1861: David J. Oberholtzer to Abraham Reinwald Springer

This letter was written by David J. Oberholtzer [Overholtzer] (1842-1891), a musician and later nurse in the 2nd Pennsylvania Reserves (31st Pennsylvania Infantry). He enlisted early in the war and mustered out on 10 August 1862.

It was written just following the 5 August 1862 “battle” (a mere skirmish really) in Virginia opposite the Point of Rocks, Maryland—a few miles below Sandy Hook. Five rebels were killed and 15 captured along with twenty horses. [Source: A Politician Goes to War, The Civil War Letters of John White Geary, page 5]

Accompanying the letter is a most interesting envelope illustration depicting a retreating Gen. Beauregard who was the Confederate leader at 1st Bull Run. I believe that the envelope was designed and printed some time before that battle when Union sentiments expected a rapid defeat of the Confederacy. So much for expectations.

David was the oldest son of huckster Jacob and Sophia Oberholtzer. In 1860, David was enumerated as a 17 year-old shoemaker in his parents home in Montgomery county, Pennsylvania. He married Esther Spare after the war and resided in Philadelphia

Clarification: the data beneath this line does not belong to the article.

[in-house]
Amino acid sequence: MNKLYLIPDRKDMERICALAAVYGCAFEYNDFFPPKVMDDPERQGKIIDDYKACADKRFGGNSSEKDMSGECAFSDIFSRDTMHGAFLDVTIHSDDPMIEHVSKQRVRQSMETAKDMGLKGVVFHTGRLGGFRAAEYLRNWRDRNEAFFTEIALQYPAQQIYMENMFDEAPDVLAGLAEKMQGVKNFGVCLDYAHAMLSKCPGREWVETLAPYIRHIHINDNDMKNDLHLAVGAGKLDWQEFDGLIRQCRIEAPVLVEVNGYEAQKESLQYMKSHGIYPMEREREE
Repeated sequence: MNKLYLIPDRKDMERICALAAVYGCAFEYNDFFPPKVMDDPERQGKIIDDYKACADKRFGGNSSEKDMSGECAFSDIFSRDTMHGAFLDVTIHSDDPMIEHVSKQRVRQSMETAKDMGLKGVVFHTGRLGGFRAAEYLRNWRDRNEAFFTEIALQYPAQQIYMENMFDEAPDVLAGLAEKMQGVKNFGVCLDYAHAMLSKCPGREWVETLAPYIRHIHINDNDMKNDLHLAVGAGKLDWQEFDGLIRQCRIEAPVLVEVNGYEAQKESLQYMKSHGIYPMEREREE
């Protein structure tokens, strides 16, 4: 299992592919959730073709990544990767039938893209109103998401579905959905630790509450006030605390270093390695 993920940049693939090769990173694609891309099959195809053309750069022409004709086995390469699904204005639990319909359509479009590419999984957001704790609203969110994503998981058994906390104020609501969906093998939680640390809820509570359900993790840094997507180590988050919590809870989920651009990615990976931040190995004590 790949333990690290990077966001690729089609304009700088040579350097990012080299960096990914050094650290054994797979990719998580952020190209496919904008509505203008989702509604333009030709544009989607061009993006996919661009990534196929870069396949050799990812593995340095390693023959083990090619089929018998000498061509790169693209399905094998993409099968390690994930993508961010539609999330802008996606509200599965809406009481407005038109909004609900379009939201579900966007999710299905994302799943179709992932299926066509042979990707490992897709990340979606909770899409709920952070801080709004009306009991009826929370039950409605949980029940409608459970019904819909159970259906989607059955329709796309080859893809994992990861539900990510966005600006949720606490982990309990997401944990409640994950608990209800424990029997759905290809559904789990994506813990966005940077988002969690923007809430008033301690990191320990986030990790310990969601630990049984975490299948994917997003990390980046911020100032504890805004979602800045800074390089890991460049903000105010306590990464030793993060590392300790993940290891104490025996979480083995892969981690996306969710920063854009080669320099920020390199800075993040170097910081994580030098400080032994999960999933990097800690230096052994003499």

David wrote the letter to his friend, Abraham Reinwald Springer (1829-1869), a “Conveyancer” in Kulpsville, Montgomery county, Pennsylvania. Abraham died tragically in a train accident in 1869 at the age of 40.

[Note: This letter is from the personal collection of Richard Weiner and is published here by express consent.]

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Addressed to A. R. Springer, Kulpsville P. O., Montgomery Co., Pa.

Sandy Hook
August 7, 1861

Mr. Springer,

I will write you a few lines about camp life. We are at Sandy Hook one mile below Harpers Ferry. I am well and I hope you are the same. It was a great time last Monday [Aug. 5] when they had that battle at Point of Rocks, in our camp. We were all ready to march but we did not go. They got the prisoners in our camp but we will have some hard time one of these days. We have a great many regiments where we are. We have infantry, cavalry, and flying artillery in our camp.

This is all at present. I hope that you will write to me. We do not know anything but what we see. We do not know what is going on. Do not forget to write.

Direct your letters to Knoxville Post Office in care of Col. [William B.] Mann.

— David J. Overholtzer
Knoxville Post Office

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